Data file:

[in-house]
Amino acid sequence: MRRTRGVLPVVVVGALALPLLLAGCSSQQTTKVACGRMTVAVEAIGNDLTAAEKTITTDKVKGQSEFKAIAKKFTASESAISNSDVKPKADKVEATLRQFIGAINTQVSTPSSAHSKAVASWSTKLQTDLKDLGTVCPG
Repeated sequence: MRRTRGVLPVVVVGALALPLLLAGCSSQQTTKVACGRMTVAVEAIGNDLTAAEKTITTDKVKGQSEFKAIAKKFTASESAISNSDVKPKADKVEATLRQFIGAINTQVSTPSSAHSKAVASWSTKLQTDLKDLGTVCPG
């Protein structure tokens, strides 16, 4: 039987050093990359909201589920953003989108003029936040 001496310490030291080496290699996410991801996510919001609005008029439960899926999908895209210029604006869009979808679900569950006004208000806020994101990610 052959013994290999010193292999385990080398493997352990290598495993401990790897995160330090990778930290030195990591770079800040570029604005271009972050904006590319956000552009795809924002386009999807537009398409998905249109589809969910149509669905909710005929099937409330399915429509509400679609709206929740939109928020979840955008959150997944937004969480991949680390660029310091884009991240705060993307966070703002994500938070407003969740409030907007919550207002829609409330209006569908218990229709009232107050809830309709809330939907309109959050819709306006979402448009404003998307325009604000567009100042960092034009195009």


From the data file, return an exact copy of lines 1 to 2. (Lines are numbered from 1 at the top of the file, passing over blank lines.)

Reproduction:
[in-house]
Amino acid sequence: MRRTRGVLPVVVVGALALPLLLAGCSSQQTTKVACGRMTVAVEAIGNDLTAAEKTITTDKVKGQSEFKAIAKKFTASESAISNSDVKPKADKVEATLRQFIGAINTQVSTPSSAHSKAVASWSTKLQTDLKDLGTVCPG